Frameworks for Intercultural Learning


Colonial shadows

To slow a beast you break its limbs. To slow a nation, you break its people. You rob them of volition. You demonstrate your absolute command over their destiny. You make it clear that ultimately it falls to you to decide who lives, who dies, who prospers, who doesn’t. To exhibit your capability you show off all that you can do, and how easily you can do it. How easily you could press a button and annihilate the earth. How you can start a war, or sue for peace. How you can snatch a river away from one and gift it to another. How you can green a desert, or fell a forest and plant another one somewhere else. You use caprice to fracture a people’s faith in ancient things – earth, forest, water, air.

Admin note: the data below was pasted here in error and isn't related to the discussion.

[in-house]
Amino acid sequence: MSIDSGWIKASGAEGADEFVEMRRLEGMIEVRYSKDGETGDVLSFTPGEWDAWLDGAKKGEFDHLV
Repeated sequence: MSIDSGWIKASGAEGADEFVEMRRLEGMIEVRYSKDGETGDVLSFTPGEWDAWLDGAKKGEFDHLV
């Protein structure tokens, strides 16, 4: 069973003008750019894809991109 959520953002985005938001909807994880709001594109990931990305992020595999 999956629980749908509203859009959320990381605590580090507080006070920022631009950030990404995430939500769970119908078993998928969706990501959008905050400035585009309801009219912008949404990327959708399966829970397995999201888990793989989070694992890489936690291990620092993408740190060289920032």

Once that’s done. What do they have left? Only you. They will turn to you, because you’re all they have. They will love you even when they despise you. They will trust you even though they know you well. They will vote for you even as you squeeze the very breath from their bodies. They will drink what you give them to drink. They will breathe what you give them to breathe. They will live where you dump their belongings. They have to. What else can they do? There’s no higher court of redress. You are their mother and their father. You are the judge and the jury. You are the World. You are God.


Power is fortified not just by what it destroys, but also by what it creates. Not just by what it takes, but also by what it gives. And Powerlessness reaffirmed not just by the helplessness of those who have lost, but also by the gratitude of those who have (or think they have) gained. (p. 99-100).


Extract from Roy, A.(1999) The Cost of Living. London: Flamingo.


  • Can you think of any occasions in the past where you have experienced colonial shadows?
  • How do you think about these now?



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